Kristina opens the door to welcome us. Kristina Kramer came here from Germany six years ago and is the curator of the Manzara Perspectives art gallery since the past two years. In order to bring together different cultures through art, the gallery hosts artists from various countries and young art students who organise group exhibitions.

Kristina, Timothée Huguet and Gamze Özer have managed to organise the successful ongoing exhibition entitled "even my mum can make a book" presenting more than 500 fanzines from 228 people in 32 countries.

This trio decided to invite the artists’ works without the artists. When this decision was taken, they announced it to the world via internet and collected all the works. Thus, the exhibition did not require much money.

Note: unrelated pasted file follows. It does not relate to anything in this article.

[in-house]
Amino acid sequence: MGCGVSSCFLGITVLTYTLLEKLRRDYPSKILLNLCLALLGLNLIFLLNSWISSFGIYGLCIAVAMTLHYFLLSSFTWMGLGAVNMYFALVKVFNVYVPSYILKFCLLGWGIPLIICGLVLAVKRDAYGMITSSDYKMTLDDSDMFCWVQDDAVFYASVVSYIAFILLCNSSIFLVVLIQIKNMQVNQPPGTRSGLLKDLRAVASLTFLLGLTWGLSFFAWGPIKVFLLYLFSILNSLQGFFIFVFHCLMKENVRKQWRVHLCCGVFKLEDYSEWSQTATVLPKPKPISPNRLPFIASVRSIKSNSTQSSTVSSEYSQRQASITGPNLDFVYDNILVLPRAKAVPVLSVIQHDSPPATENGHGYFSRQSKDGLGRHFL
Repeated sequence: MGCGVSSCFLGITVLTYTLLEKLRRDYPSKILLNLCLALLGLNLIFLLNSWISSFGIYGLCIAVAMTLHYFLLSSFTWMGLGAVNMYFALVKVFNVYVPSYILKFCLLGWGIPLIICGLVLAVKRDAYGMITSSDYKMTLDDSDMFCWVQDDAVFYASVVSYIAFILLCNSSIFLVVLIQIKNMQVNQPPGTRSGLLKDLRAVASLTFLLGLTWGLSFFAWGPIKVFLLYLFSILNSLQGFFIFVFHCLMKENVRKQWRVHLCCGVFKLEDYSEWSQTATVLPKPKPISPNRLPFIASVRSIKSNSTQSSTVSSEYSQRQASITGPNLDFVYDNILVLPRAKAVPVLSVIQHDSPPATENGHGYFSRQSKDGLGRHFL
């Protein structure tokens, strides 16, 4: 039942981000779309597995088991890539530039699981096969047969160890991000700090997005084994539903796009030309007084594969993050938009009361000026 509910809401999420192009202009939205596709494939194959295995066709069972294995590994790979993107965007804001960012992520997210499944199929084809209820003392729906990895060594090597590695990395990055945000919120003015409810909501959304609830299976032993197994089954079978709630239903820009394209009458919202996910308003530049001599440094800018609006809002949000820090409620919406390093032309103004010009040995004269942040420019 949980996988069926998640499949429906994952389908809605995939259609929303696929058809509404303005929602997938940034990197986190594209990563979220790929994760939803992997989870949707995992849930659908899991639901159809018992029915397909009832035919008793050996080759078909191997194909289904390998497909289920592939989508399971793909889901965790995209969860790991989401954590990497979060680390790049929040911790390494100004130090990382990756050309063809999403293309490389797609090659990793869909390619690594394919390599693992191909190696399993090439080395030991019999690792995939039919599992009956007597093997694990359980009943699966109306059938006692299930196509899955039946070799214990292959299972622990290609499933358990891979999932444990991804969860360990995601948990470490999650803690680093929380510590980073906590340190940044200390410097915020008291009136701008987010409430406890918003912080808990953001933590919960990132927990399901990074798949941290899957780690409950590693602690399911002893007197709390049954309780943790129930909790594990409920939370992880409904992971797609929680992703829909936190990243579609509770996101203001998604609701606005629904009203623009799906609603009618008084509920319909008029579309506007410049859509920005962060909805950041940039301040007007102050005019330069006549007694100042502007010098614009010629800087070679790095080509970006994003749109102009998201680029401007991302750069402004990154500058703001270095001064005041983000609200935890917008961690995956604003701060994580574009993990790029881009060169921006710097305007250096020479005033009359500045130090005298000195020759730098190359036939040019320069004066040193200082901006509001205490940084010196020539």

“Everyone can make a book/fanzine”
Gamze says the exhibit “is about transforming our obsessions, passions and memories into something tangible and sharing them.”
“We are encouraging artists and people that are not even interested in art to produce fanzines and publish them independently. We tried to emphasize that through the exhibition’s title.”

In fact, the first “work” in the exhibition came from Gamze's mother. The fanzine entitled “My beautiful jewellery” is distributed to the visitors at the entrance, thus proving the project’s title.
From Japan to Brazil, from Indonesia to Hungary, fanzines, independent publications and handmade books arrived via mail and encouraged Gamze, Timothée and Kristina to establish "Bakkal" and develop their initial project. Bakkal is a sort of umbrella organization that enables artists to sell their works through Bakkal’s web site.